Peter Enyeart/Flickr

Here's why an entire US state could be changing its time zone

More sunlight, please.

DAVID NIELD
31 AUG 2016
 

Depending on where you are in the world, you might have gotten used to changing your clock forwards and backwards with the passing of the seasons, but there are those who say that's no longer such a smart idea.

State authorities in Massachusetts are seriously considering moving all 27,335 square kilometres (10,554 square miles) of the state to an adjacent time zone, mainly to get lighter evenings in the winter months.

 

In the depths of the US winter, the Sun sets in Boston only a few minutes past 4pm. That early dark is a major inconvenience to local residents and businesses, plus tourists and visiting students, those backing the new proposals have argued.

"You look out the window and [the darkness] shoots your day," Boston University student Sahil Bhaiwala told Tom Moroney and Anne Mostue at Bloomberg. "All you feel like doing is going home, making dinner, and going to bed."

The plan is to move Massachusetts from the Eastern time zone to the Atlantic time zone, and do away with changing the clocks altogether. Atlantic Standard Time (AST) - one zone to the east - would put it in sync with parts of eastern Canada, the Caribbean, and some of South America.

The winter sunsets would arrive an hour later than they do now, in return for an hour's extra darkness in the morning. That's a price worth paying, says Boston healthcare professional Tom Emswiler, who put forward the idea.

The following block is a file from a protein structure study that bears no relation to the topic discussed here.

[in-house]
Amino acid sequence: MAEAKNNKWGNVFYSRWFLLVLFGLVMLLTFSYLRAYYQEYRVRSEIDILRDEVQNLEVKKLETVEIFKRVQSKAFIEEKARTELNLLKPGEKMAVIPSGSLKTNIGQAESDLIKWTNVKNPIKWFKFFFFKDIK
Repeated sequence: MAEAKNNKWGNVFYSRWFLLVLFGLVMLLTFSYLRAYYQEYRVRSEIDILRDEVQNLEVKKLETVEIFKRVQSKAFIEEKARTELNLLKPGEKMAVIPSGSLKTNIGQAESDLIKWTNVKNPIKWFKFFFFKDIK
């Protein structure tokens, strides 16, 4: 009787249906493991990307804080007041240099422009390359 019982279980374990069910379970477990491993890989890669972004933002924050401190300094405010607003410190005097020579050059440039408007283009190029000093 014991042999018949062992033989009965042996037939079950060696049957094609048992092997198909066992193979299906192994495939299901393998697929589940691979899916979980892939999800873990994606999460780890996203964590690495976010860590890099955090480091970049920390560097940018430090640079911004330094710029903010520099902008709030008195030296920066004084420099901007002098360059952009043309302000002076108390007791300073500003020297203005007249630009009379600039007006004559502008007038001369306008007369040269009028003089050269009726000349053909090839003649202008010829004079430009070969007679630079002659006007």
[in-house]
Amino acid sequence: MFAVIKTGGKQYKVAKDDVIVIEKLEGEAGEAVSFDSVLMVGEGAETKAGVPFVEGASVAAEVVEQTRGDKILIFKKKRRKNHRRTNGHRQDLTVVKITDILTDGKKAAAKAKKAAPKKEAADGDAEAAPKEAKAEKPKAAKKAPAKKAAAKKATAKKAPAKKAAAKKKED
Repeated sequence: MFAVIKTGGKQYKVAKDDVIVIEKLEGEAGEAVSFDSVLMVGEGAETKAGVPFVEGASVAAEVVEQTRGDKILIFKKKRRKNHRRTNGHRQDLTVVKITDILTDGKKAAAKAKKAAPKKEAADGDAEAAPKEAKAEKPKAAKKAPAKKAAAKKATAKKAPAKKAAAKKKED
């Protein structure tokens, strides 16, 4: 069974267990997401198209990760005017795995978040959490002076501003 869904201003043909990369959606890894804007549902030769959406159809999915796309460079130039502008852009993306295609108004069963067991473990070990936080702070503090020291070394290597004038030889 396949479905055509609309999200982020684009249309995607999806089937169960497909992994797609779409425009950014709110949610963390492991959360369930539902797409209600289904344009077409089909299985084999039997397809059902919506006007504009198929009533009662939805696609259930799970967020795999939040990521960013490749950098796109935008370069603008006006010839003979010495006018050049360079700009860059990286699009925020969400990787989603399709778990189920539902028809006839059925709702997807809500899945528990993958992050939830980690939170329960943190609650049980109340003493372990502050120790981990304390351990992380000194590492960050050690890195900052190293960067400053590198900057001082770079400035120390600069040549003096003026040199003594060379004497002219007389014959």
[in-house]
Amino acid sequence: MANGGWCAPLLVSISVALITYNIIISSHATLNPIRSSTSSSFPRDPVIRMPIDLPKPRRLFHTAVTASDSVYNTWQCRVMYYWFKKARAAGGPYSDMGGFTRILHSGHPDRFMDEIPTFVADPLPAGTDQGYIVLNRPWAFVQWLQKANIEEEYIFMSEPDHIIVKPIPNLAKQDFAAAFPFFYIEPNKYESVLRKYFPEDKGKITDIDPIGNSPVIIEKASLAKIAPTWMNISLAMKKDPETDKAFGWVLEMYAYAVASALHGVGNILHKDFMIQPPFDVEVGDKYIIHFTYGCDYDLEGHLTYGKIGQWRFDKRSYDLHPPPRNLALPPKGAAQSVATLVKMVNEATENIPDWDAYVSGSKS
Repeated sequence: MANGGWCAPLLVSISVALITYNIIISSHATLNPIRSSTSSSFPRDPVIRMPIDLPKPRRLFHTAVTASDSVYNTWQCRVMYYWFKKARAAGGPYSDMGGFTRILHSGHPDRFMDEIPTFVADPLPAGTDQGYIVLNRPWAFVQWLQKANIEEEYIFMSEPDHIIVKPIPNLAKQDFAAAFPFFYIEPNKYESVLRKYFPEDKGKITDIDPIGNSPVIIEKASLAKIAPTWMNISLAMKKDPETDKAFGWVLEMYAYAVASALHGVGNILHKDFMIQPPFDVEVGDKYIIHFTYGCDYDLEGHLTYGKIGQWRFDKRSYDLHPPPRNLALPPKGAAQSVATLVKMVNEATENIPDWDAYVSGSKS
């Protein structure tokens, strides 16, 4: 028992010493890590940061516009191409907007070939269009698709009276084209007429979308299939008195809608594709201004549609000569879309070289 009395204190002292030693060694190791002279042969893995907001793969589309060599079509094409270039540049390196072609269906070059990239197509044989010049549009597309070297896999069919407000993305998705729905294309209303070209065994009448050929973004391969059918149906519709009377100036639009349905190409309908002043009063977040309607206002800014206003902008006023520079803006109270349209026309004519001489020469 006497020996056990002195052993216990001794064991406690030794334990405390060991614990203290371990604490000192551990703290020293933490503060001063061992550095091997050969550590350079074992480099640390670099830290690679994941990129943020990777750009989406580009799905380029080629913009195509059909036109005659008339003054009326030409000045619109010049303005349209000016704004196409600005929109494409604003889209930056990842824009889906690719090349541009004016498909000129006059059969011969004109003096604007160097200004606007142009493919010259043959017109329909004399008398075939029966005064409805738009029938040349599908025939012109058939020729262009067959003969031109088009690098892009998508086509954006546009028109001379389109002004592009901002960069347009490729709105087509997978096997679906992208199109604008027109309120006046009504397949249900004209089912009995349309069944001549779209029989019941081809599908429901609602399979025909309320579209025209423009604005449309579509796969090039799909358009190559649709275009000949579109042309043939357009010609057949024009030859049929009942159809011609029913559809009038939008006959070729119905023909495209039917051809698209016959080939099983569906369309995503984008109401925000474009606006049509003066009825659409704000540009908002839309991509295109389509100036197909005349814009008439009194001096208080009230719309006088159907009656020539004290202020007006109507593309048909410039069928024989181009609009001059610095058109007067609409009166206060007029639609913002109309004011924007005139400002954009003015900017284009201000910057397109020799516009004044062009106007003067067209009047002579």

"The whole idea of switching times twice a year has a physiological cost that President Woodrow Wilson and Congress couldn't have imagined when they first approved it in 1918," Emswiler wrote in The Boston Globe.

And Emswiler says the science is behind him. A 2008 study from Sweden found a slight increase in the number of heart attacks people have after clocks are shifted – something the researchers put down to "disruption in the chronobiological rhythms, the loss of one hour's sleep and the resulting sleep disturbance".

 

We know regular sleep patterns matter to our health in a host of ways – including lowering the incidence of weight gain, diabetes, and heart disease – and there's some evidence that changing our daily rhythms with just an hour's shift contributes to more road traffic accidents.

For Emswiler, attracting the best students to Boston's universities could be an important benefit of making the change, and now a legislative commission has been set up to look into the potential implications of changing to Atlantic Standard Time the whole year round.

Daylight Saving Time, or DST, first originated in Germany as a way of getting as much sunlight as possible and conserving energy during World War I. Today, almost the whole of the United States and Europe adopts it, plus some of the Southern Hemisphere.

Another way of overhauling time zones could be to get rid of the time zones system completely, meaning that everywhere in the world, the clock time at a particular moment would be the same.

In such a system, instead of having to remember what time it was in other countries, you'd just have to remember what other countries typically did at a particular time – for instance, working, sleeping, or somewhere in between. It sounds cool, but it's debatable whether that would actually make us any better off.

In the meantime, the public officials of Massachusetts will have to decide whether it's worth keeping the Daylight Saving Time tradition or getting an extra hour of sunlight in the winter evenings. Some, of course, already have their minds made up.

"[If] we can make the Sun set not at 4pm when it’s dark and cold and no fun outside," Emswiler told Bloomberg, "that’ll make it a little more palatable."

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